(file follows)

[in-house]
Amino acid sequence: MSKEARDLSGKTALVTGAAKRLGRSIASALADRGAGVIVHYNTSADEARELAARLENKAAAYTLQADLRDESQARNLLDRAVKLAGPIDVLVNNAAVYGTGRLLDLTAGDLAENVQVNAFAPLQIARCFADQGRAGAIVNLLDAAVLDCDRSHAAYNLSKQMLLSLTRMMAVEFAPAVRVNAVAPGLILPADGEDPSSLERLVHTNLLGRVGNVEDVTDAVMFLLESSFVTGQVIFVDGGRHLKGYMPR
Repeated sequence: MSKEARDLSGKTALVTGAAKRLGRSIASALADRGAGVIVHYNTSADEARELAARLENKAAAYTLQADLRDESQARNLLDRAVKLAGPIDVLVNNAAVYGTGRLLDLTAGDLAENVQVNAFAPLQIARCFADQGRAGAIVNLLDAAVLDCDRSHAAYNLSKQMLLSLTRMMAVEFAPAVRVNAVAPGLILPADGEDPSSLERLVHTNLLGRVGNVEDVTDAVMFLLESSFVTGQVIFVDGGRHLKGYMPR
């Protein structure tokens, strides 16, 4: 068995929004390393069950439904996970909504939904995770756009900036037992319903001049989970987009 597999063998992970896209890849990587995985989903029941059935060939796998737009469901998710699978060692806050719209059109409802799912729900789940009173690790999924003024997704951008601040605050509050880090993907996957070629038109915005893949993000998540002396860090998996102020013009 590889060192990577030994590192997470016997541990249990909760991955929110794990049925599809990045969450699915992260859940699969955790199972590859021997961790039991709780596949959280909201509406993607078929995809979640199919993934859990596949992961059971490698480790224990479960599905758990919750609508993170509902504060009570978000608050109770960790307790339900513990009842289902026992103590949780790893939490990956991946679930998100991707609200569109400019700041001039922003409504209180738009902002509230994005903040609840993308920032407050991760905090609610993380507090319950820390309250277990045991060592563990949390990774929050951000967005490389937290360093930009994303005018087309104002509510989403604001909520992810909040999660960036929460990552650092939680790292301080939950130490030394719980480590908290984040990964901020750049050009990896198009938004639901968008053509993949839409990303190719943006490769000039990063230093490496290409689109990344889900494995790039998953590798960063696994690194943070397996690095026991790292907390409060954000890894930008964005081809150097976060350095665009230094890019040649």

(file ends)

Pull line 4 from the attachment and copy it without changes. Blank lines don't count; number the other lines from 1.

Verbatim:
């Protein structure tokens, strides 16, 4: 068995929004390393069950439904996970909504939904995770756009900036037992319903001049989970987009 597999063998992970896209890849990587995985989903029941059935060939796998737009469901998710699978060692806050719209059109409802799912729900789940009173690790999924003024997704951008601040605050509050880090993907996957070629038109915005893949993000998540002396860090998996102020013009 590889060192990577030994590192997470016997541990249990909760991955929110794990049925599809990045969450699915992260859940699969955790199972590859021997961790039991709780596949959280909201509406993607078929995809979640199919993934859990596949992961059971490698480790224990479960599905758990919750609508993170509902504060009570978000608050109770960790307790339900513990009842289902026992103590949780790893939490990956991946679930998100991707609200569109400019700041001039922003409504209180738009902002509230994005903040609840993308920032407050991760905090609610993380507090319950820390309250277990045991060592563990949390990774929050951000967005490389937290360093930009994303005018087309104002509510989403604001909520992810909040999660960036929460990552650092939680790292301080939950130490030394719980480590908290984040990964901020750049050009990896198009938004639901968008053509993949839409990303190719943006490769000039990063230093490496290409689109990344889900494995790039998953590798960063696994690194943070397996690095026991790292907390409060954000890894930008964005081809150097976060350095665009230094890019040649």